Dismiss Notice
Join Physics Forums Today!
The friendliest, high quality science and math community on the planet! Everyone who loves science is here!

Psssttt, the deficit's shrinking

  1. Jan 21, 2005 #1

    I know this won't be popular here. I know my source will be attacked, but the numbers are there for you to view...
  2. jcsd
  3. Jan 21, 2005 #2
    US DEBT: $7,618,664,432,856.82
    and climbing

    The National Debt has continued to increase an average of
    $2.12 billion per day since September 30, 2004!


    The following graph shows how the National Debt has grown year by year since 1940 in actual dollar amounts, uncorrected for inflation:
  4. Jan 21, 2005 #3
    Lets just hope it continues to shrink.
  5. Jan 21, 2005 #4

    Absolutely. A debt pay down is needed eventually, but this must all be done at a moderate pace. I am glad to see things going in the right direction, although, I'm high dissapointed in some of the pork barrel occuring at this date and time.
  6. Jan 21, 2005 #5
    Is this supposed to refute my post or something? Please add some opinion so I know your point.
  7. Jan 21, 2005 #6
    I have a hard time getting too excited over one month change in net deficit, after years of growing deficits. The republicans who cost us $500+ billion dollars due to a repulsive medicare package are still in office, and hearing they are going to refuse inflationary increases in veterans benefits and science programs somehow doesn't make me feel any better. I'd rather have my $'s going to scientifc research than pharmaceutical companies any day.

    It's just pathetic that all we have to be proud of is that, if one month's changes continue, we'll be under $400 billion dollars deficit in a year.

    Of course, the OP's statements about how you won't see this in the news are a good point too. If it were Kerry they were swearing in the other day, the media would be flaunting this news as proof of his wisdom and righteousness.
  8. Jan 21, 2005 #7


    User Avatar
    Staff Emeritus
    Gold Member
    Dearly Missed

    The deficit is the size of this month's bill. It may be smaller than last month's, but it's still big. And it still gets added to the overall debt, which therefore still grows. Capisce?
  9. Jan 21, 2005 #8
  10. Jan 21, 2005 #9
    Phatmonky, praythee; at this rate, when will we have a surplus again? Will it be by the end of Bush's Presidency?
  11. Jan 22, 2005 #10


    User Avatar
    Staff Emeritus
    Science Advisor
    Gold Member

    Yes, that's what I made also of this first post. US deficit is none of my business, but it reminds me of a famous statement of a Belgian prime minister in the beginning of the 1980ies: "the increase of the increase of the deficit is lowering" :rofl: (for connaisseurs: it was PM Wilfried Martens).

    This really struck me: politicians were discovering the conceptual meaning of "second derivative" :rofl:
    Last edited: Jan 22, 2005
  12. Jan 22, 2005 #11


    User Avatar
    Staff Emeritus
    Gold Member
    Dearly Missed

    Yeah, economists call it the margin of the margin. Anything for a mystique.
  13. Jan 22, 2005 #12
    [sarcasm]Wow, $11 billion, that's ever-so-rapidly decreasing.[/sarcasm]

    Also remember that this is after bush's huge deficit increases. A decrease is the least that we could hope for.
  14. Jan 22, 2005 #13


    User Avatar
    Staff Emeritus
    Science Advisor
    Gold Member

    Well, I'm glad something's turning around at last ! It's been high time, wot ?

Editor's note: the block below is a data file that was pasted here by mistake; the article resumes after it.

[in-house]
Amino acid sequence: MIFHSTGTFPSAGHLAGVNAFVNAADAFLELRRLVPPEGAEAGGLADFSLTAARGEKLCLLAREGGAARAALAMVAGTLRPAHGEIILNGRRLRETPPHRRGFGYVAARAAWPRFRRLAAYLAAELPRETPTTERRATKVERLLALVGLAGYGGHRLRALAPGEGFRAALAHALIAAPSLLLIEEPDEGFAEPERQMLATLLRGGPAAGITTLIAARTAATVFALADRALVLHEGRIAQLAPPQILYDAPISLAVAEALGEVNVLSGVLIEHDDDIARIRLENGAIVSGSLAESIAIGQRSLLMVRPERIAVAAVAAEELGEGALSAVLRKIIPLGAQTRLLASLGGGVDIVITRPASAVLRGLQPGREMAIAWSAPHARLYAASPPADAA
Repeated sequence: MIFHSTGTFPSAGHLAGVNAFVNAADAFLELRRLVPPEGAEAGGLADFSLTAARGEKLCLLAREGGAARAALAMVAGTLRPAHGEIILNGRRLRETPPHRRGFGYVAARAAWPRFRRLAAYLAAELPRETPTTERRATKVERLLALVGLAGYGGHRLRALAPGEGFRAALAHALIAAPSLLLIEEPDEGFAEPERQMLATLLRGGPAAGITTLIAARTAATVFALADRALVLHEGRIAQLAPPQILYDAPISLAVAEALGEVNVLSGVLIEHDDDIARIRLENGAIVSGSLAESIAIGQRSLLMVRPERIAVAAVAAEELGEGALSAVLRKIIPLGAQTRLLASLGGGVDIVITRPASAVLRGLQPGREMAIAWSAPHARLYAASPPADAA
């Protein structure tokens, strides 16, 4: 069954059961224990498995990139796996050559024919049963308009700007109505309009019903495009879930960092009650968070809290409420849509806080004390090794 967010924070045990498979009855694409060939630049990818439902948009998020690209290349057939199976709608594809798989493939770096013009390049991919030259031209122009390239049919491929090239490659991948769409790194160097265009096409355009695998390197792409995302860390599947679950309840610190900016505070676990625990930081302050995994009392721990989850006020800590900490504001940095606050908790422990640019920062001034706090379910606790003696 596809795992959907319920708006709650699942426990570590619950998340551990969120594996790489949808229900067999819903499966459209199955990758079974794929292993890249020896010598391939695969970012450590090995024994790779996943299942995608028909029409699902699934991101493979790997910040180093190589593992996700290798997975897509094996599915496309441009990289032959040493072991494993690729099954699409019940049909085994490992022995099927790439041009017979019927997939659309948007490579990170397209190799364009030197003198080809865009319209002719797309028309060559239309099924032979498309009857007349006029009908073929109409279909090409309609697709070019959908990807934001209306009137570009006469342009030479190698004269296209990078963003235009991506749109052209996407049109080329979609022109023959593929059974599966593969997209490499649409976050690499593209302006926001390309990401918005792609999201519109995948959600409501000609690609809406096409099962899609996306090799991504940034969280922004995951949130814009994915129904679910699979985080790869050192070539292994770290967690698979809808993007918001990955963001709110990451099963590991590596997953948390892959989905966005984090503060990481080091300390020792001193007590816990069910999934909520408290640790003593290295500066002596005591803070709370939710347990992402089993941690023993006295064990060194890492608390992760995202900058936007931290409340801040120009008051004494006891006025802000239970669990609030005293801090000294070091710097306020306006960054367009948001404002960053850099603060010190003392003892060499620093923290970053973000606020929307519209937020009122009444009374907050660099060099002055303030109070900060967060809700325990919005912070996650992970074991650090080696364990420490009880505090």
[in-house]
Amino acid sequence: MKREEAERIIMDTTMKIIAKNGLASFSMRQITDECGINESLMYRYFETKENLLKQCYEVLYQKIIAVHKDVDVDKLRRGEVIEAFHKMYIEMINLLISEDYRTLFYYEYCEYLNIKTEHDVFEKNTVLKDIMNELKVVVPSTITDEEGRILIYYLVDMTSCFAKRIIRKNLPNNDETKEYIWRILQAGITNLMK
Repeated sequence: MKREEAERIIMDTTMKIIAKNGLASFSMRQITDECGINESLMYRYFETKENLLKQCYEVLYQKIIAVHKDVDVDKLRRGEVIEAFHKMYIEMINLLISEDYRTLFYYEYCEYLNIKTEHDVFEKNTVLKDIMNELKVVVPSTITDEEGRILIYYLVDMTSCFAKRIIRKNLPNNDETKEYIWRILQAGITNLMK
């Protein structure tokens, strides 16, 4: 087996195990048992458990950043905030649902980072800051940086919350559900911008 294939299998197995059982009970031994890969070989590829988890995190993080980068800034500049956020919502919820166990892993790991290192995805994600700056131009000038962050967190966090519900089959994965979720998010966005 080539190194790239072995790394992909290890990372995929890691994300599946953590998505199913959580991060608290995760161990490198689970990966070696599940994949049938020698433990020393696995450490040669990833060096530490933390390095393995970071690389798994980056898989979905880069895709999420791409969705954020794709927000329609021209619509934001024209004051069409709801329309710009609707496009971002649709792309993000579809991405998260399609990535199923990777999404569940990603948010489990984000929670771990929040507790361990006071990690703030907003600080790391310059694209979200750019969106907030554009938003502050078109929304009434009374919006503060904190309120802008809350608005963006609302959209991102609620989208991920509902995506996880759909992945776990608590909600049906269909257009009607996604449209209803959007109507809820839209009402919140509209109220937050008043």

(I can only imagine the sheer joy Mr. Kudlow must have been experiencing during this announcement ! :rolleyes: - not an attack, okay ?)
  15. Jan 22, 2005 #14
    Wait untill usa/israel attacks Iran or Syria,deficit then will soar to the new heights.
  16. Jan 22, 2005 #15


    User Avatar
    Staff Emeritus
    Gold Member

    According to the numbers up top, the deficit is currently at $355 billion, shrinking at a rate of $44 billion per year. If it continued shrinking at exactly that rate, it would take 8 1/2 years to see a surplus. However, if federal spending continues to decrease as the economy improves and tax revenues increase, it would happen much sooner. It wouldn't be impossible to see a surplus by the end of Bush's term. I wouldn't exactly expect it, though, based on a very short-term trend alone.
  17. Jan 22, 2005 #16
    What would you expect the budget defecit to be by the end of Bush's term? Would you care to at least wager if it'll be more or less than it was when he started his second term?
  18. Jan 23, 2005 #17


    User Avatar
    Staff Emeritus
    Gold Member
    Dearly Missed

    I'm going to start a poll on this.
  19. Jan 23, 2005 #18

    I'm aware of that, and that has nothing to do with refuting my post, which is why I asked for clarification, that I'm still not getting.
  20. Jan 23, 2005 #19
    Your point is correct, the defecit is shrinking. The points others have been making, however, is that it isn't that big of a deal, since we're still running a HUGE budget defecit and have massive debt regardless.
  21. Jan 25, 2005 #20


    User Avatar

    Staff: Mentor

    Hey, Yo! The budget deficit is NOT shrinking afterall!

    Heard a report this morning that the White House is asking for $80 billion for this year on top of what they have already requested. So there goes the $11 billion decrease. The official numbers will not be available until the president releases the formal budget request, which is supposed to happen on February 7.

    AND, the current deficit projections do not include a request to repeal the estate tax - which would greatly increase the loss of revenue to the Treasury.

    For information - see Congressional Budget Office
    Last edited: Jan 25, 2005
Know someone interested in this topic? Share this thread via Reddit, Google+, Twitter, or Facebook

Have something to add?

Similar Discussions: Psssttt, the deficit's shrinking